No, I don't wish to spoil that wonderful ending, so I'll just say that after a certain point, you'll be on the edge of your seat while reading this sometimes humorous, always interesting tale. The characters are well developed, the plot engaging enough to keep me turning pages.

While I never lost interest, I did wonder, at times, about the motivations of young Phoebus, hence my 4 star rating of this very worthy effort by a new-to-me author.

Recommended for adult readers who are looking for something different to add to the regular routine reading.  An ebook version of this novel was provided to me free by the author in exchange for this review.  This review has been posted on Dragon Views, LibraryThing, Amazon.com and at other locations deemed appropriate by the reviewer.

Saturday, May 21, 2011

Comparing Two Editions

Drawing for Dummies
by Brenda Hoddinott
Wiley Publishing (2003), Edition: 1,
Paperback, 360 pages
Rated 4 stars of 5 possible


Drawing For Dummies
by Jamie Combs and Brenda Hoddinott
illustrations by the authors and
Kensuke Okabayashi, Barbara Frake, Mick Gow, and Rosemary Sidaway
Wiley Publishing (2011), Edition: 2,
Paperback, 384 pages
Rated 3 stars of 5 possible

Comparing Two Editions

Drawing for Dummies was first published 8 long years ago, but the core concepts of learning to draw haven't changed; in fact, those concepts have remained steadfast for centuries.  So why an updated edition? Wiley publishing must have seen the chance to sell more books.  I usually settle for owning just a single edition of any book... but this time, I was attracted for some reason to the updated edition, and bought it, despite the fact that my first edition is perfectly servicable.

Over the years, I have learned that knowing where to find certain information is easier than trying to memorize everything.  My copies of the both editions of Drawing for Dummies are extensively bookmarked, both for reference sections and project instructions. After skimming through the second edition,  I'm seeing much difference between the two editions. In the following paragraphs, I'll try to put my thoughts in some kind of coherent order. Those who don't like long reviews might want to skip to the final paragraph of the Notable Differences section of this one for a more succinct but less detailed consensus.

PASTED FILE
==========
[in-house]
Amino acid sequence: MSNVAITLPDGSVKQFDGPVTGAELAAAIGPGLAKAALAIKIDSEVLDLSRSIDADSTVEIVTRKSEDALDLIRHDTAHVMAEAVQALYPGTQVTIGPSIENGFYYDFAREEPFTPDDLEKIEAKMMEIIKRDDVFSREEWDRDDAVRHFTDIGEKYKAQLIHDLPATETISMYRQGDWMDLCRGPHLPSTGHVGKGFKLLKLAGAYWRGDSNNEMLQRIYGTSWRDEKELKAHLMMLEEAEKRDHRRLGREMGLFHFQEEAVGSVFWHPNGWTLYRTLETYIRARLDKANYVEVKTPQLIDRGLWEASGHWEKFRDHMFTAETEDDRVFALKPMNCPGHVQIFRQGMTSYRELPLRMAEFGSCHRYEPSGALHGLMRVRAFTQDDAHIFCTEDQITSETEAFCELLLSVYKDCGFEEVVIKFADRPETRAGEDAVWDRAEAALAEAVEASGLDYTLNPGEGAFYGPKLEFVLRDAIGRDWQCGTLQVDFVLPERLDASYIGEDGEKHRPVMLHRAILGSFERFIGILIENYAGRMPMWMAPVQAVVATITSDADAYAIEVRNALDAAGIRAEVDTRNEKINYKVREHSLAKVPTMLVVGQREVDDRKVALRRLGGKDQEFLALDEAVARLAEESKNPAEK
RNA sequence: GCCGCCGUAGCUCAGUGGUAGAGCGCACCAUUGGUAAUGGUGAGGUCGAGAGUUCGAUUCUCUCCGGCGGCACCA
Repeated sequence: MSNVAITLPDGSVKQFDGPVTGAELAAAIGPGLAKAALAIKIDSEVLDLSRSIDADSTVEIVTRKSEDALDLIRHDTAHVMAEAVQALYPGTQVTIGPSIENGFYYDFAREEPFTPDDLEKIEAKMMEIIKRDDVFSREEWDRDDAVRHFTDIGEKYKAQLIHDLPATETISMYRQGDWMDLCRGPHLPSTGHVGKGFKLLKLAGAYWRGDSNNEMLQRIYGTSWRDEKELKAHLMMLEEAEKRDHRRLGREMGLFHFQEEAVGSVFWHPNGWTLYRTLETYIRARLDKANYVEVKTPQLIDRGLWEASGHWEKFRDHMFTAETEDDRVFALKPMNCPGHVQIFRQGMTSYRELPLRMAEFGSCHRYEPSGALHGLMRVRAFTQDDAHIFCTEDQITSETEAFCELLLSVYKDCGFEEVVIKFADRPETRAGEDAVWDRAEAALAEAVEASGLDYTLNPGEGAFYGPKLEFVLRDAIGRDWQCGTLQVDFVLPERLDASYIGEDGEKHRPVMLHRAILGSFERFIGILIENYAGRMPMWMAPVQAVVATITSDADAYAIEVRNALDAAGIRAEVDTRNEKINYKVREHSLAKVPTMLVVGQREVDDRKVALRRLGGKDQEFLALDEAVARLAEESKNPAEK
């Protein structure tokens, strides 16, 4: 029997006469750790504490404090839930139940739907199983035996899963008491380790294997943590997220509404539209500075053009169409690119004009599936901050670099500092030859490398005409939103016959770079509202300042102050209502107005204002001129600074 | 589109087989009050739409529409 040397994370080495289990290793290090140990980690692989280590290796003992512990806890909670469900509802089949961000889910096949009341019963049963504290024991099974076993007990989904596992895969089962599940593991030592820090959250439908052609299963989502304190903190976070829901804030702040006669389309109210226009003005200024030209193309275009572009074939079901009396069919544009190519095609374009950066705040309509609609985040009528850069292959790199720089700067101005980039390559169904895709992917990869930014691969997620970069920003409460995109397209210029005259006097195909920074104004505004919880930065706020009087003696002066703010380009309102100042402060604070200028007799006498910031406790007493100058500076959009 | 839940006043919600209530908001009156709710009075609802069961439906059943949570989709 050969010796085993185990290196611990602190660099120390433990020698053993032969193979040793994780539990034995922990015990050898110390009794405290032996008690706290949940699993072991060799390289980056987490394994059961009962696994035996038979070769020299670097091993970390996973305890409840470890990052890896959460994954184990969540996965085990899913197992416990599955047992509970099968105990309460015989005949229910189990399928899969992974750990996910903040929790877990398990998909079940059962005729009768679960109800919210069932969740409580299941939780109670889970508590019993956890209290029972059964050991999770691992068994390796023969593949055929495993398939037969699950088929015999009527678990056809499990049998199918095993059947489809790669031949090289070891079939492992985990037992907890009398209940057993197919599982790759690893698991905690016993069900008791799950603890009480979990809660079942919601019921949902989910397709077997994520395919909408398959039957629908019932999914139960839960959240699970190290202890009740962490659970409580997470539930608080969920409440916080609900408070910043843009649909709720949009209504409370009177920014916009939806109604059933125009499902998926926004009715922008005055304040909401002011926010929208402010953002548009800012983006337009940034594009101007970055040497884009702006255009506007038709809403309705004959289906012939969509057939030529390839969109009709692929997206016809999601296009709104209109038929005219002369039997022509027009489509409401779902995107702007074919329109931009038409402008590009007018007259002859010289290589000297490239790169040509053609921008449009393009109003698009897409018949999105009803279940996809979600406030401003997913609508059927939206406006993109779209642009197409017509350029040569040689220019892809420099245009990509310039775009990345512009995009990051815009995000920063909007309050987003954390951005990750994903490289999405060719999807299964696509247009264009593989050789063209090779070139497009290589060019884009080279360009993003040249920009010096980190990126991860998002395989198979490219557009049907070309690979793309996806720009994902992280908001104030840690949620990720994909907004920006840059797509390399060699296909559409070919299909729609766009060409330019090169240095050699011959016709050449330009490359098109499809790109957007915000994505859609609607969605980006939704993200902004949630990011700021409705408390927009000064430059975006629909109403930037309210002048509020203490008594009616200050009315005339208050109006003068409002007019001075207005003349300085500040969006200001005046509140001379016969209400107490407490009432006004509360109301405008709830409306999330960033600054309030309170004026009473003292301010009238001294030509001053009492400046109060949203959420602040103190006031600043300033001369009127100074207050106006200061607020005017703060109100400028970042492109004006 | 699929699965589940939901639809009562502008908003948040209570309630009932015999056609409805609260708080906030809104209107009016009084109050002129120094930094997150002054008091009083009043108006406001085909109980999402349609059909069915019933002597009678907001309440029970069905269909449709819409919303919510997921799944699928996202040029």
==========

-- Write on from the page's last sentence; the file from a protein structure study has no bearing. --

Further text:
The First Edition

Originally written and fully illustrated by Brenda Hoddinott, the first edition of Drawing for Dummies was published in 2003. It contains many drawing projects, as any good book on drawing will. The projects are scattered throughout the book, each project emphasizing one or sometimes more of the core concepts of learning to draw. The concepts of one project are built upon by the next, so drawing your way through the book is a good approach if you don't know anything about drawing.

Many of Brenda's drawing projects are cartoonish, and thus fun to draw, as well as making the book entertaining to read. The projects are explicitly explained so that even someone who knows nothing about drawing can follow her instructions and learn something along the way.  There's also an extensive and informative section on drawing people, for those interested in portrats or caracatures. Along the way, the reader encounters much reference material to which he or she may wish to return time and time again. 

The Second Edition

The second edition of Drawing for Dummies was mostly written by Jamie Combs. Jamie did not just rehash what Brenda Hoddinott wrote 8 years ago, she brings her own voice to the book, retaining a small portion of Brenda's text and illustrations from the first edition. However, Jamie has nearly written the whole book over again and including some of her own illustrations as well as art from four other illustrators. While many of the same concepts are explained again, the point of view is very different.

More theory (and thus more reference material), and fewer projects for an artist to try his/her hand at sketching are included in the second edition. The projects that are included in this edition are mostly different than those contained in the first edition; however one of Brenda Hoddinott's best explanations from the first edition - planning a composition - has been retained.

Notable Differences

Both editions contain a section on drawing people, however, Jamie Combs has heavily condensed that section and instead of using Brenda Hoddinott's excellent drawings from the first edition, has substituted illustrations by Kensuke Okabayashi. In exchange for this condensation, Jamie Combs has expanded the section on perspective, better explaining that very key concept than Brenda Hoddinott did. Brenda Hoddinott's cartoon drawings have all been replaced by the non-cartoonish work or other artists, making the second edition to appear as a much more serious work than the first... and consequently not nearly as much fun to read. Jamie's version of this book also contains a chapter on digital drawing, a subject that was not included in the first edition.